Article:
Tuesday, 29 October 2013

All at sea with Captain Catastrophe - The Runaway Children 2

Since starting his travels five years ago, hed been shipwrecked at least twice, not counting the times his vessel had been beached, scuppered, squashed, upturned or stranded on a sandbank somewhere inconvenient. He was also very good at getting lost, having sailed around Fiji four times before wondering why it took so long to reach Dover. No wonder hed been dubbed Catastrophe by fellow seafarers. In fact, every time he left port, coastguards throughout the world took bets on when hed meet his next disaster. Of course, it mattered little to him if people poked fun, but things were different now.  Now, two young lives depended on his seamanship and, for the first time during his watery exile, he wished with all his heart hed taken lessons!
With great difficulty, he staggered towards the prow, fighting against the fiercely squalling winds while raindrops big as jam jars pelted down remorselessly. AS he lurched from side to side, Captain Bob tried desperately to lash the sails and fasten the rigging, but the deck had become so slippery, it was almost impossible to stay on his feet while the waters swelled with increasing power, tossing the vessel every which way but upright. 
Down below, the boys were feeling distinctly queasy and their arms ached through holding onto the table. Do you think we ought to help him? asked Odi, trying very hard not to panic. Joe shook his head. He told us to stay here! he yelled, unable to hear himself above the now earth-splitting thunder that accompanied the constant shafts of jagged, pure white energy. The boat rose upward from the stern and jiggled violently, as though determined to shake the boys grip from the table and they both screamed with terror as the craft slapped downwards again, almost pulling their arms from their sockets.  Immediately, there was a sickening crack from the deck. Im going up! Odi insisted. If Captain Catastrophe gets swept overboard, were done for!
Up aloft, the Captain was in a dreadful state, scarcely able to stand due to the force of the gale that howled menacingly around the Mersey May while the boats joints creaked under the strain. To make matters worse, the deluge had sucked all the air from his wellies and waterproof trousers, rendering them rigid, vacuum-packed, and clinging tightly to his legs. Unable to bend his knees, all Captain Catastrophe could do was cling desperately to the rails and haul his huge bulk along the deck, lunging wildly from one spot to another until finally reaching his goal. With one hand clutching the winch, he stretched his other hand towards the rigging of the main sail and started to untie it. This in itself was a Herculean task, but then a particularly savage gust wrenched the rope from his grasp and knocked him off his feet.  At the same time, a sudden gush of air shot up his jacket and, unable to escape due to the tight neck fastening, caused the garment to blow up like an enormous yellow balloon. Poor Captain Catastrophe completely lost resistance to the elements, and was literally blown across the deck, bouncing in his jacket like a buoy, until his head struck the tiller. But for an open cupboard under which his inflated jacket got wedged, hed have been dragged overboard by the ferocious surge of water.  Now completely helpless, the Captain lay with his upper body jammed into the cupboard and his legs sticking out, stiff as boards.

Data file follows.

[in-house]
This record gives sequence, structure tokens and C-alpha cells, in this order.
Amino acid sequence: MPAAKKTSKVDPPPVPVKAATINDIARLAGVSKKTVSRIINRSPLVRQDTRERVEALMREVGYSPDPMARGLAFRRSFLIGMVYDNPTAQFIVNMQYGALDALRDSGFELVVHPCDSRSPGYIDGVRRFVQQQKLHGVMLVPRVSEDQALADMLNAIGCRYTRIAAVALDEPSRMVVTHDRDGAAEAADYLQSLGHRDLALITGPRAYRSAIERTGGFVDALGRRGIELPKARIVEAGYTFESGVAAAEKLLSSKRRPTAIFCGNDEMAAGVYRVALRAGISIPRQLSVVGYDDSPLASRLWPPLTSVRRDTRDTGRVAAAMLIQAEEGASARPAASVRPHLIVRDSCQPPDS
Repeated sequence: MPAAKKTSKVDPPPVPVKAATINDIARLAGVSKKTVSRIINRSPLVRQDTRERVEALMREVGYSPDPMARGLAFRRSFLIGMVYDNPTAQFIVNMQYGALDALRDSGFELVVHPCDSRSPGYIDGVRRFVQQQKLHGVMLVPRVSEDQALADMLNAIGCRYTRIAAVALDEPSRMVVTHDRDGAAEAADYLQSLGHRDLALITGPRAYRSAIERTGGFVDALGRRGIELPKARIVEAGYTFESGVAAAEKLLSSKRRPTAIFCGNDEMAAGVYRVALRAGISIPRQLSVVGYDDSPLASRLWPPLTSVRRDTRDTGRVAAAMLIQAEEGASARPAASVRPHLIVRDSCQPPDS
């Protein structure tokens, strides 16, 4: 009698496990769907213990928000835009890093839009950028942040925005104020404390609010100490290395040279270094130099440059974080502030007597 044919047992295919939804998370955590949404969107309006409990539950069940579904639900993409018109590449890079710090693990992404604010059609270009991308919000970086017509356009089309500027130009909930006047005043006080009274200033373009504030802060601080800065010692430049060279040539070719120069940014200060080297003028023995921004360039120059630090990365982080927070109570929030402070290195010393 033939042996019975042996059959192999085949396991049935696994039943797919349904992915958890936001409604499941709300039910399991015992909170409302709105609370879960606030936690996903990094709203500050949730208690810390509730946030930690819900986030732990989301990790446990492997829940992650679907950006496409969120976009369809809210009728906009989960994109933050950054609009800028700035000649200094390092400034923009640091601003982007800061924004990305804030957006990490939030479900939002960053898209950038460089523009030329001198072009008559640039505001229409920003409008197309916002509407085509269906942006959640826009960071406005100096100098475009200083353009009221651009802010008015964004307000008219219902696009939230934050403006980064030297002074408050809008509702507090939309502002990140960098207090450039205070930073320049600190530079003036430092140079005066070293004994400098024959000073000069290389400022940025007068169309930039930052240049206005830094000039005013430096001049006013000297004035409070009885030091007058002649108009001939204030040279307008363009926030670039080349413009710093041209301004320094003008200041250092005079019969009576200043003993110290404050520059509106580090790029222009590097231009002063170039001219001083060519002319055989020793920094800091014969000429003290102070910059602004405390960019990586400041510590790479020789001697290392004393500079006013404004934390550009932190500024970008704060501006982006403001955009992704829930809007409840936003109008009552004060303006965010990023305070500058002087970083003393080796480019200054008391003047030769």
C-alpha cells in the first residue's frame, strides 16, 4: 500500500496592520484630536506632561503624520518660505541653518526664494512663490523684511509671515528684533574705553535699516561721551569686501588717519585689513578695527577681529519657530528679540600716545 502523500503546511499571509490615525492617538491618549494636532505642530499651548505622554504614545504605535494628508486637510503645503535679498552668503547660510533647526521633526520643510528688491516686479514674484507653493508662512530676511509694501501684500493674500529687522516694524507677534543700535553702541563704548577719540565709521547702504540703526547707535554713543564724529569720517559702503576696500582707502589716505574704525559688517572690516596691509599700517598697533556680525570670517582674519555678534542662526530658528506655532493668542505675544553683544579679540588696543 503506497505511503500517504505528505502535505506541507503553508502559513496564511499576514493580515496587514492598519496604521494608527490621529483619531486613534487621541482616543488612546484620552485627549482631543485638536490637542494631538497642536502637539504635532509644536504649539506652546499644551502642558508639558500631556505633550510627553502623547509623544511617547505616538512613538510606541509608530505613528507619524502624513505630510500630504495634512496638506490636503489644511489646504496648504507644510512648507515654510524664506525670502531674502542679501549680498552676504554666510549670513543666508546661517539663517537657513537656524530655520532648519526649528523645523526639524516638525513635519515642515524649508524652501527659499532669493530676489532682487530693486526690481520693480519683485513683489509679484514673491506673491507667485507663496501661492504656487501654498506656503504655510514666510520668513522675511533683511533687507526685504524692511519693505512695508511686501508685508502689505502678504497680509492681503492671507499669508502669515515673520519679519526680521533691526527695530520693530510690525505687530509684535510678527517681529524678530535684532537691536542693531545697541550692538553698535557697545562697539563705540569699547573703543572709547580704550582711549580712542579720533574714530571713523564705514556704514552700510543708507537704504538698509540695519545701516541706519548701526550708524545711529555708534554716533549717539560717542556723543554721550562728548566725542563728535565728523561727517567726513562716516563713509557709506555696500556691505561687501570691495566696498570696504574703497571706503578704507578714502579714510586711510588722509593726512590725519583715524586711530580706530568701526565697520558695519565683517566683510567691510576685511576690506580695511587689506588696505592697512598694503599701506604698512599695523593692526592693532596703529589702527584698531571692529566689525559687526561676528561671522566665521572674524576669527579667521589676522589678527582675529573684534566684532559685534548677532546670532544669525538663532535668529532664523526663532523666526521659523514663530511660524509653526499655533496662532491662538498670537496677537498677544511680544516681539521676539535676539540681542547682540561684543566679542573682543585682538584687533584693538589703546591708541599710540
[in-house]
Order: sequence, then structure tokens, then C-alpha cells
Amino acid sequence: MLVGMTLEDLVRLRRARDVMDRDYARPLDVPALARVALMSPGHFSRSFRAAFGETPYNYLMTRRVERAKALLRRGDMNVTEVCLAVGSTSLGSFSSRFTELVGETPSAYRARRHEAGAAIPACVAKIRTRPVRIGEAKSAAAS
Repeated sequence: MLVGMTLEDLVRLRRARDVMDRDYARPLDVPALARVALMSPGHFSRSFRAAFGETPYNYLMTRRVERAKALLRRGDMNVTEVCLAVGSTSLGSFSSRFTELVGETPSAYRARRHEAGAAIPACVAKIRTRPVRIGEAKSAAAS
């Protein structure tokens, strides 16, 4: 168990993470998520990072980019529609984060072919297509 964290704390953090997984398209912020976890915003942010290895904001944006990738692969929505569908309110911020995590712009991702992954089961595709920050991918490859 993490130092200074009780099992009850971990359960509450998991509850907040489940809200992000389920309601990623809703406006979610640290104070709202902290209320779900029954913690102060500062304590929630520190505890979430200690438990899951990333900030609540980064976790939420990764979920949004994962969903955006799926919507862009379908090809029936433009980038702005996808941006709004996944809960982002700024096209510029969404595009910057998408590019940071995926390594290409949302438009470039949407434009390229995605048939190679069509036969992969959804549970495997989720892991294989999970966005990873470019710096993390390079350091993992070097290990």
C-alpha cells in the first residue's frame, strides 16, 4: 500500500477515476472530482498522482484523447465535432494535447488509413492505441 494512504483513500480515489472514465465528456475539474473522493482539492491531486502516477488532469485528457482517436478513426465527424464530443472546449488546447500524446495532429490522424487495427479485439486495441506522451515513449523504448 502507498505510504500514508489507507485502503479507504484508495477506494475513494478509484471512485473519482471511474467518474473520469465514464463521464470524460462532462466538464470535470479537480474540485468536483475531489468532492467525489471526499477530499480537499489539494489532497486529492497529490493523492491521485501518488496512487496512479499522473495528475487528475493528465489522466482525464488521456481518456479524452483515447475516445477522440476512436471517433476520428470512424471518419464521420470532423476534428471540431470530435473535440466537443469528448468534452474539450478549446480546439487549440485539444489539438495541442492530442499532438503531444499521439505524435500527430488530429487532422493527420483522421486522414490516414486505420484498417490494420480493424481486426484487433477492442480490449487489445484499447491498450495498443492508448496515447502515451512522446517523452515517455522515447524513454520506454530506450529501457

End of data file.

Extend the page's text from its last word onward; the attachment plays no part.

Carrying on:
What do we do now? yelled Odi in dismay.
The jig….the jig…! Captain Catastrophe replied from the cupboard.
What?! Neither Joe nor Odi had a clue what he meant.
 The thingummy jig! the Captain continued, frantically waving his one free hand towards the mast. Pull down the sail! Its going to break!
Sure enough, the mainsail was flapping and yawing perilously above them. Here! said Joe. Well tie ropes around our waists in case we get washed away! Once secured, both boys inched their way towards the mast, trying to dodge the rigging that whipped from side to side. It seemed to take ages, but at last, they reached the mast and started winding together to bring the sail down. Unfortunately, theyd hardly begun this task when the cable jammed.
Its stuck! cried Odi. One of us will have to climb up to release it! Ill go, Im the strongest!
No Joe protested, Im lighter than you are. Itll be less likely to break. Not waiting to argue, Joe grabbed the mast and began to scale up it.